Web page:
When A Child Is Diagnosed With ASD
What to do when you find out that your child has an Autisic Spectrum Disorder.
Getting a Diagnosis
I wasn't always aware that there was a problem with my child. In fact, when he had his standard two year assessment, he was meeting all of his developmental milestones. I had two older children who are healthy and who did well academically. I had no reason to think that my third child would be any different.
I first became concerned shortly before my son's third birthday. We regularly attended a mother and toddler group, run by the local library, where the children would play, followed by snack time, story time and song time. My son had no interest in following the set routine and no interest in the other children. At snack time, he would lack coordination and spill his drink down himself. I could see by observing the other children who were the same age, that his behaviour was not "normal".
Concerned, I made an appointment with my health visitor, but promptly cancelled it, as I thought I was being silly. She was quite insistent that I attend however, and I was glad that I did, because initial tests showed that my son had very poor cognitive skills, comparitive to those of an 8 month old baby. His fine motor skills were also very poor, but his speech level was advanced for his age, a whole year ahead.
Following the visit to the health visitor, we started to receive appoinments to various assessments. We went to the local child development centre, where the doctor took a full medical history and observed my son doing various activities. We were then assigned to a local group called "Feel Good Friday", where the staff observed my son at play to see how he interacted with the other children and to observe his motor skills.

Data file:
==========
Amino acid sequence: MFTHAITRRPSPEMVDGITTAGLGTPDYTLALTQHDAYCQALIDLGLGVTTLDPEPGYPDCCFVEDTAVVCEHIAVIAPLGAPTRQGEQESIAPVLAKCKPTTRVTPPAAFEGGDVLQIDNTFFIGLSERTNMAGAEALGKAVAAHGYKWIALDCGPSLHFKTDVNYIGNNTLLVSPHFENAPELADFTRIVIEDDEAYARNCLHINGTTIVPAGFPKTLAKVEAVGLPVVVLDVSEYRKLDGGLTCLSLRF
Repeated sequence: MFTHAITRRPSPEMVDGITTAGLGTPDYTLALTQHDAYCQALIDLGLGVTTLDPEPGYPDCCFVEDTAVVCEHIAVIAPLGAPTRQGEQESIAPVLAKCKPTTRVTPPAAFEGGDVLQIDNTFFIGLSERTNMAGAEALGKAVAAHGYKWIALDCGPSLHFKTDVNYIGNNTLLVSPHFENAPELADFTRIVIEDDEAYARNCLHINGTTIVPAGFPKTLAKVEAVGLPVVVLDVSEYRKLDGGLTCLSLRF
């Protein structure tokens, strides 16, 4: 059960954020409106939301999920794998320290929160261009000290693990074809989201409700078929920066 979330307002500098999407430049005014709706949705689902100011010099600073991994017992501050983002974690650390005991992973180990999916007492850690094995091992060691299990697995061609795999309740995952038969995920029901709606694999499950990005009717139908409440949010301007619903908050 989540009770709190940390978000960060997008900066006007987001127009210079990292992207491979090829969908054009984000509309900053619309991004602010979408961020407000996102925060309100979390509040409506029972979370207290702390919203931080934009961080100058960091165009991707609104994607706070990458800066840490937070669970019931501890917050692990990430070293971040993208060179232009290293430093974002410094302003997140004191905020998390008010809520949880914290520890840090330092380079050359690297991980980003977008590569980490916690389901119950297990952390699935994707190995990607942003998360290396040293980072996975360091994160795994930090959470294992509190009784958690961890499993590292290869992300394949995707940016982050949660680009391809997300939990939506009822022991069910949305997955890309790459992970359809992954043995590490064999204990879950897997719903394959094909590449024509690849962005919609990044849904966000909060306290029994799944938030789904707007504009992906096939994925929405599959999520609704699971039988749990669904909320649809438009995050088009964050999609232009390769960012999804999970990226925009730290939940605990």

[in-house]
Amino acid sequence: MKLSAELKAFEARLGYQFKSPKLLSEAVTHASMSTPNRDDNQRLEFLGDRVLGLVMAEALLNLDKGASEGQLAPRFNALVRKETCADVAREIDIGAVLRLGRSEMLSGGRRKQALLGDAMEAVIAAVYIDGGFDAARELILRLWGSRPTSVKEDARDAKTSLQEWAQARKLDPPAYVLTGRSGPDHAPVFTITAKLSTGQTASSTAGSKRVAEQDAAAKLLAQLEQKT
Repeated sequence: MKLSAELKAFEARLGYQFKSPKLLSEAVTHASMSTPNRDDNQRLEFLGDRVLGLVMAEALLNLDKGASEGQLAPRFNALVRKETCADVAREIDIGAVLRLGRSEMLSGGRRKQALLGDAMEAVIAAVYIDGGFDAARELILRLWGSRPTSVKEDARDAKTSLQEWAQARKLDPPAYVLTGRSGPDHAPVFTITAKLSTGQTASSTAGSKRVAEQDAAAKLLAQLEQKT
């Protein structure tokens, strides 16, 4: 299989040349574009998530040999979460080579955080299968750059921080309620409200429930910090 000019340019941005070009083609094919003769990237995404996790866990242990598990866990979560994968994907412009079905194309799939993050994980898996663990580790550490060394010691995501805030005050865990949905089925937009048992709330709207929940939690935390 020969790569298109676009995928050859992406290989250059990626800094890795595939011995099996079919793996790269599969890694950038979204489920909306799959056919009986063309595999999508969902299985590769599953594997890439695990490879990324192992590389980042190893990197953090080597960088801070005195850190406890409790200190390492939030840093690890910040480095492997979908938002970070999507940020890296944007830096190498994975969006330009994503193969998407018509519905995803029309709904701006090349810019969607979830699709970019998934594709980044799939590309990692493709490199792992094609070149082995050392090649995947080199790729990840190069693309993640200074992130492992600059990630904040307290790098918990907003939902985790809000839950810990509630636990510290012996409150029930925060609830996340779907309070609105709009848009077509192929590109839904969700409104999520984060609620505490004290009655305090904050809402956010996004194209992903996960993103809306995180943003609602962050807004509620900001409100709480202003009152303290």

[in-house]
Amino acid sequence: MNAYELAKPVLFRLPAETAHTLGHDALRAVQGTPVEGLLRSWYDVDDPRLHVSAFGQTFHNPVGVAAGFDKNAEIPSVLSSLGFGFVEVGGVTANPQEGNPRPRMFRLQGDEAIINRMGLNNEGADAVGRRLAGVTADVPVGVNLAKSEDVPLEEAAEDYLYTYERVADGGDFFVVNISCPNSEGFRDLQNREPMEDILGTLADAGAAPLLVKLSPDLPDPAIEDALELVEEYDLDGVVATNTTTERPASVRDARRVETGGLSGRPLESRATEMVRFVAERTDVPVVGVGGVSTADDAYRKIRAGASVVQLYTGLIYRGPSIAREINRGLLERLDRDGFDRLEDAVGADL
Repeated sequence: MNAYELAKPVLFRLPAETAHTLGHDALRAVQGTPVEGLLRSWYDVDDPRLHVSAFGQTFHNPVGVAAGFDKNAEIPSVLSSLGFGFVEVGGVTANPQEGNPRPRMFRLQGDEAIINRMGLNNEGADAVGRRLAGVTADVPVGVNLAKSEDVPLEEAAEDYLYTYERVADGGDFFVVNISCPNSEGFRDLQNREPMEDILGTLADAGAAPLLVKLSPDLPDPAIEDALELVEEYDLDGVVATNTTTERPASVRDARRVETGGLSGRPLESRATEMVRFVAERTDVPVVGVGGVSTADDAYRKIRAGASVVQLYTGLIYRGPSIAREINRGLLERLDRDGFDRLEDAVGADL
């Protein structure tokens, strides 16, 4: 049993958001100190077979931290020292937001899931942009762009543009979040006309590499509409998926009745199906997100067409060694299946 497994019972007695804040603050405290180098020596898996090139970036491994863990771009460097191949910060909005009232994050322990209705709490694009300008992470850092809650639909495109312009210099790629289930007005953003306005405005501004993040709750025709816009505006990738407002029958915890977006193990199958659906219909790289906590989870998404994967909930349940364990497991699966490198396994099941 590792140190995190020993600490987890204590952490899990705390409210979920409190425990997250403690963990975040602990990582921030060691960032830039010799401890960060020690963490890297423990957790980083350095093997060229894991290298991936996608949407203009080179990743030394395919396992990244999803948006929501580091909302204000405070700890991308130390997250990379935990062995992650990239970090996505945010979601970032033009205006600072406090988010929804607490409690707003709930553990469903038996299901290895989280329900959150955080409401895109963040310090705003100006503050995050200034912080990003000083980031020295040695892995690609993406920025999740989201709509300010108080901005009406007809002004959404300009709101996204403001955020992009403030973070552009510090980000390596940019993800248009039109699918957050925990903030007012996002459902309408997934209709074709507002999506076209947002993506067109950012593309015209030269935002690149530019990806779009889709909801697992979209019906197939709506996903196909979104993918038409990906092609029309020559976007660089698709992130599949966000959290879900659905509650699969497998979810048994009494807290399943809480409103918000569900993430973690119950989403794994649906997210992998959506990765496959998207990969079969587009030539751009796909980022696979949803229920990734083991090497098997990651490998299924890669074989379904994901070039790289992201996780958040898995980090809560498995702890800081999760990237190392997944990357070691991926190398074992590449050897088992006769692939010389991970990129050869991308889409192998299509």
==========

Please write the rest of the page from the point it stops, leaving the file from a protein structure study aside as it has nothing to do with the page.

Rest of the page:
The results from these assessments showed that my son needed help from Occupational Therapy to improve his coordination, as well as help from a Speech and Language group that works with children who have difficulty communicating with one another. My son had good language skills, but very poor social skills.
The doctors, groups and therapy sessions were very helpful, but we still did not have a diagnosis. it was very hard to explain to people that he was "different", but we didn't have a name or label for his condition. I researched his symptoms online, and I concluded that he probably had Asperger Syndrome, which is an Autism Spectrum Disorder, but the children with Asperger's usually have high intelligence, despite their social and co-ordination difficulties.
My son displays a variety of symptoms. His anxiety levels are very high and he panics over very small things. He has trouble with self care, such as dressing himself, and was very late to be potty trained, still having regular accidents now, aged 6. His concept of reality is poor, and he doesn't always recognise danger, which makes him vulnerable.
He struggles socially and is a loner at school, having few friends and often being bullied. He finds group settings hard and prefers one on one tuition. He excels at reading and spelling but is very poor at maths.
When he got too old to attend the child development centre, we were placed under a new doctor, who asked us if we wanted a diagnosis. Of course, I answered yes, as I really wanted a label for this condition.
Early tests showed that he had Autism Spectrum Disorder, and more detailed questions completed by school staff and family showed that he had Asperger's Syndrome.
Now we have a diagnosis we are able to tap into resources for families affected by ASD, and receive the help we are entitled to.